- QuickBooks uses a confusing posting method for undeposited funds. “Undeposited funds” is a bucket that catches all operating and trust payments in one place, making it easy to take the payment into the wrong account. If you ever had to undo these transactions, you know that this is an accounting nightmare.
- If a law firm requires trust accounting, it is difficult to track the amounts assigned to a specific case or matter. Some firms create specific general ledger accounts to accomplish this. However, bear in mind that QuickBooks and QuickBooks Online versions– in their more ‘basic’ editions – have a limit of 250 general ledger accounts.
- If QuickBooks is used for billing, only current charges can be shown on invoices. If a firm needs to show previous balances, accounts receivable transactions, and/or a total balance due, they must generate and send statements to their clients as well. Further, neither invoices nor statements will show any trust activity.
For all of the above reasons, our company has been reluctant to endorse QuickBooks for our law firm clients. We generally recommend one of two accounting software alternatives to clients that want to avoid the headaches that QuickBooks may cause:
- Install an accounting product that addresses the deficiencies in QuickBooks as outlined above. We believe that Sage 50 Accounting meets this need rather well, in that it:
- Can be set up on either an accrual OR a cash basis and accurately show data in their reports;
- Has a check voiding process that does not delete anydata, but allows for the void to be posted as a separate transaction, dated properly, and stored as a permanent record;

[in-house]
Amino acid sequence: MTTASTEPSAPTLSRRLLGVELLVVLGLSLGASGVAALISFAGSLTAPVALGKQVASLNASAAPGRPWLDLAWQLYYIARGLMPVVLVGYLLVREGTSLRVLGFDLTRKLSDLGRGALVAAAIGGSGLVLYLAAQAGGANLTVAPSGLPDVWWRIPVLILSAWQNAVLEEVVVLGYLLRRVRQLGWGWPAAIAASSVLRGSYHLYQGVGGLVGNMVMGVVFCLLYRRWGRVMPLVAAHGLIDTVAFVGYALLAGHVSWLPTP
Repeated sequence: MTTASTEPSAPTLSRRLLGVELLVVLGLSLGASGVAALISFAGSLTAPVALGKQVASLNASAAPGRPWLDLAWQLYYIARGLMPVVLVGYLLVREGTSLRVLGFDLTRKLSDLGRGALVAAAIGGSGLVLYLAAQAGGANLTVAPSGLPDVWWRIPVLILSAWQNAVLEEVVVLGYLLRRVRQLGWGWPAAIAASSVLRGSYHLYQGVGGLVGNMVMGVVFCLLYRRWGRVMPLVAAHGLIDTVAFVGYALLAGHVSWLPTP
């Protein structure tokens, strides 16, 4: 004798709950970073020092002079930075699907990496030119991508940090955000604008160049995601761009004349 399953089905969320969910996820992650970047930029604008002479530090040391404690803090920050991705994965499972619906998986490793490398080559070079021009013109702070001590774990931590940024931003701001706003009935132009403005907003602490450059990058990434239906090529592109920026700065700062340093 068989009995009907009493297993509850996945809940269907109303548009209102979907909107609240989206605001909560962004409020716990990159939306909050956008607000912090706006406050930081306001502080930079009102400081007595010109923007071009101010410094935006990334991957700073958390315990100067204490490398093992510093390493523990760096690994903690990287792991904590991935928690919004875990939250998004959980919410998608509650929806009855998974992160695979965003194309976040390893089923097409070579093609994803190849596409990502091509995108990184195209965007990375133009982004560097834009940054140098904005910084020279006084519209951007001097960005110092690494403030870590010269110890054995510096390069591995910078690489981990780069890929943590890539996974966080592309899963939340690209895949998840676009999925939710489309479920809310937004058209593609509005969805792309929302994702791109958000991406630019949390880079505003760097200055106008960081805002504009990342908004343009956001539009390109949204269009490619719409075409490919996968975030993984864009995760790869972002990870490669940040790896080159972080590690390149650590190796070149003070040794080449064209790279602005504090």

- Provides a “hard close” for year-end processing, locking transactions in closed fiscal years from any further edits or deletions.
- is very easy to deposit your funds without the extra undeposited funds layer.
- , allows you to add a vendor or chart of account number on the fly When entering a payment.
- Use legal-specific accounting software, as embodied in various time billing and practice management systems such as Caret Legal, Cosmolex, PC Law, Soluno, Timeslips, and others, who have developed software specifically for law firms, and which address those specific accounting needs.
Lawyers have enough to worry about these days without having to deal with the consequences of an IRS or a state bar association audit. There are multiple product options in the software marketplace these days that can protect your accounting records and provide better tools for managing your finances. Do your firm a favor and check them out. We can help with that.
Have questions about accounting software products? Want to explore your options for moving from QuickBooks? We have been advising law firm clients for over 30 years, and can make “product-agnostic” software recommendations based on your firm’s specific needs. Give us a call at 877-375-2810 or email us at [email protected].
Jack Schaller has been active in the field of law office technology since 1989, and has worked with a variety of commercial accounting, legal billing, practice management, and document management software products during his twenty plus years in the software consulting field. During his tenure as a software consultant he has garnered many sales and service awards for his work with legal software products. Jack is a frequent presenter at legal conferences and seminars, and is a regular contributor to TechnoLawyer and other technology publications.